Suspension of Disbelief

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Familial support

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Outrage Magazine | 23 June 2012

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They are the parents, family and friends of people who identify themselves as gays, lesbians, bisexuals and transgender. They are considered as the strongest support group of the members of the LGBTs.

Parents, Family and Friends of Lesbians and Gays or PFLAG is a non-profit, all volunteer organization that functions through the support of parents, family and friends of LGBTs. Members include parents, brothers, sisters, aunts, uncles, grandparents, members of the LGBT community and their friends who have the same standpoint that everyone regardless of their gender should be able to enjoy justice and equal rights.

The Philadelphia chapter of PFLAG is one the largest and oldest chapters, its main headquarters in Washington, D.C.

PFLAG’s foundation as an organization for the LGBTs is to offer support, education and advocacy. Members believe that every parent, friends and family members and LGBTs who wishes to, or just recently came out to their parents, is on a journey to acceptance and beyond as far as the LGBT community and related issues are concerned. For them, it’s a continuing learning and growing process about the realities and the norms of living in a community where LGBTs are stereotyped.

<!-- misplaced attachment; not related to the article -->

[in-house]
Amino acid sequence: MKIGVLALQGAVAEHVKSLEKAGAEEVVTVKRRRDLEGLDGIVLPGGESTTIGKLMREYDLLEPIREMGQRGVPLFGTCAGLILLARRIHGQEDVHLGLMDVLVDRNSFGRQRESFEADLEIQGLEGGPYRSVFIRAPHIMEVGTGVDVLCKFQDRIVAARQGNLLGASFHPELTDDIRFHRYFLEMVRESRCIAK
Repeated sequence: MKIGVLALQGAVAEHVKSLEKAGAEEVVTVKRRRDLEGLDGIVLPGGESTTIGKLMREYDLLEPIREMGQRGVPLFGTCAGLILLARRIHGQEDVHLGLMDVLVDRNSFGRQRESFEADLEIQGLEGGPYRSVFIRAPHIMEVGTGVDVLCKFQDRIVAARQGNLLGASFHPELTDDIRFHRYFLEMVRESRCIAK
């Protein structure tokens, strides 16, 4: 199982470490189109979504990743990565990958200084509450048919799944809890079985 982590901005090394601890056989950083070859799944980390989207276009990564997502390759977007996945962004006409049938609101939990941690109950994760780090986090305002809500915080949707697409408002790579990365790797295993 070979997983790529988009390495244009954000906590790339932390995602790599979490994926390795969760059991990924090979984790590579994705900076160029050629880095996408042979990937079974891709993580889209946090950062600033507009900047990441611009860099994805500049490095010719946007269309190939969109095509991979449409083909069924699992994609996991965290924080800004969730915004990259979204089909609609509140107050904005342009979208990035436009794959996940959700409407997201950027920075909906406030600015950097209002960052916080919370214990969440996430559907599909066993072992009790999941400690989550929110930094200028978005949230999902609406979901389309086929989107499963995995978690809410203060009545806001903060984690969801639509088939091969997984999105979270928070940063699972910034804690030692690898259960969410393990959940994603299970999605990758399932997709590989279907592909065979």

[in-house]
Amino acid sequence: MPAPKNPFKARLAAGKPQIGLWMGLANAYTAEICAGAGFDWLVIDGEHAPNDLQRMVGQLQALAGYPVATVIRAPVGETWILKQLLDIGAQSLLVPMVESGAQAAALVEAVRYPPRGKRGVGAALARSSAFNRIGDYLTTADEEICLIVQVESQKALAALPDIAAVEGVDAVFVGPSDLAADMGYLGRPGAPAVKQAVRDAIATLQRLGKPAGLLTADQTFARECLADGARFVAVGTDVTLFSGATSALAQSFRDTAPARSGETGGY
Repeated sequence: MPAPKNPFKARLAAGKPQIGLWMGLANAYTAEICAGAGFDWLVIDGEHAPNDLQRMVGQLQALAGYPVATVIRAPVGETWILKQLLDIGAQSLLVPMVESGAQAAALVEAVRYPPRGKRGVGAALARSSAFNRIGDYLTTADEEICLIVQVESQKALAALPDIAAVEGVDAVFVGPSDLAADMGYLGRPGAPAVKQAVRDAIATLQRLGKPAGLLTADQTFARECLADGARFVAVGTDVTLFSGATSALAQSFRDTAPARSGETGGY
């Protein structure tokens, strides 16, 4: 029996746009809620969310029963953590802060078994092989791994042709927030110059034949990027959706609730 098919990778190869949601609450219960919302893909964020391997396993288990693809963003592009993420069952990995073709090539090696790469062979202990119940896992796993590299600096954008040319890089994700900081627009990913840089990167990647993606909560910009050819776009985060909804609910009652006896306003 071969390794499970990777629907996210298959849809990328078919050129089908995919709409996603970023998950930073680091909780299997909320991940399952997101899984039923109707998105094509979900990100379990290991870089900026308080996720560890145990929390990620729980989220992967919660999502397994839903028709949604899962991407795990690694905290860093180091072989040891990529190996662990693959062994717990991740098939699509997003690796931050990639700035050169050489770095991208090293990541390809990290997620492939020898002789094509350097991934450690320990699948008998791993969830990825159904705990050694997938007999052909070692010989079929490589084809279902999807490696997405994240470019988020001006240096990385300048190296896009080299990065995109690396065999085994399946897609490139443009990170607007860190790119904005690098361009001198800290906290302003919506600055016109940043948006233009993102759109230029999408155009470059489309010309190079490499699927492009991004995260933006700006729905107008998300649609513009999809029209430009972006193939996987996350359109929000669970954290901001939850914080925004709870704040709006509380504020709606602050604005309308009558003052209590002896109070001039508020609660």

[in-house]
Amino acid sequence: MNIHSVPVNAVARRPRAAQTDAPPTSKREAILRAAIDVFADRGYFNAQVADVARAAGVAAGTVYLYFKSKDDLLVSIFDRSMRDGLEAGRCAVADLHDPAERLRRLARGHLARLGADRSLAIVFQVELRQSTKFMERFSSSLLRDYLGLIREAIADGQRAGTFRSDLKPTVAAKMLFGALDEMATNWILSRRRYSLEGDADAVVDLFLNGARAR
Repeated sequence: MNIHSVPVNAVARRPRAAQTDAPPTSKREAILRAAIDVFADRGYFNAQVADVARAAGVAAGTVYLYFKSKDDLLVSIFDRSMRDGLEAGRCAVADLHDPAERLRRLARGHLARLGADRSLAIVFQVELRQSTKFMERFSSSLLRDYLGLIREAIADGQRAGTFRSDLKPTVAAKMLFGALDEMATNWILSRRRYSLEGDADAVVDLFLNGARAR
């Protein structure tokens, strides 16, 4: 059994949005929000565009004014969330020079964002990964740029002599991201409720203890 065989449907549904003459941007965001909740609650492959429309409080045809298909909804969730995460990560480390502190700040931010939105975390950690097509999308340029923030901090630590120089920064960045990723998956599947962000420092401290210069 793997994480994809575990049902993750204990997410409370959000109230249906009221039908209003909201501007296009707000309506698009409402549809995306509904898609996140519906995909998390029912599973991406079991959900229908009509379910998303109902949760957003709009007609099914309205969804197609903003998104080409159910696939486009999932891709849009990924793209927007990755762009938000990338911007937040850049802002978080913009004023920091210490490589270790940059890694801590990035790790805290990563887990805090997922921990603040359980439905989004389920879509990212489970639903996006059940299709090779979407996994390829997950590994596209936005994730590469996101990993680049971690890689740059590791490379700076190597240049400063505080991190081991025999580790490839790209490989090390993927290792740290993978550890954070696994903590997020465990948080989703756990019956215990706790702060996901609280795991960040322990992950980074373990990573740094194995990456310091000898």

The story of Frances

Frances, a mother, and the president of PFLAG in 2002, recalls a life changing incident when her daughter came out to her. It happened on a February during the 1990s, when Frances received a letter from her daughter, Kerry.

She was very reluctant to open the letter, even if it was already two weeks since she got it. Frances already had a clue what’s written on the letter, but she was afraid to read and face it.

Kerry, who was in college at that time, was in the middle of her degree. The easiest way she knew, then to let her mother know about her sexuality was through a letter. And the emotional drawback of her actions had not been that easy.

Frances’ husband insisted that they open the letter together, and discuss what’s written. True to Frances’ instinct, their daughter came out, telling them that she’s a lesbian.

It was an emotional situation for the entire family. They lost contact of Kerry, who started to fail in her studies, and was dropping out of college because she was breaking down after she came to terms with her sexuality.

“It was a very hard time for me when Kerry came out. I cried for several days, not because my daughter is gay or because I feel bad because she’s gay, but because she was leaving, she was going away,” Frances said.

Frances, went to PFLAG for support and enlightenment to what happened to her daughter. After talking to other members of the organization, it became easier for her to accept and slowly started communicating with her daughter again.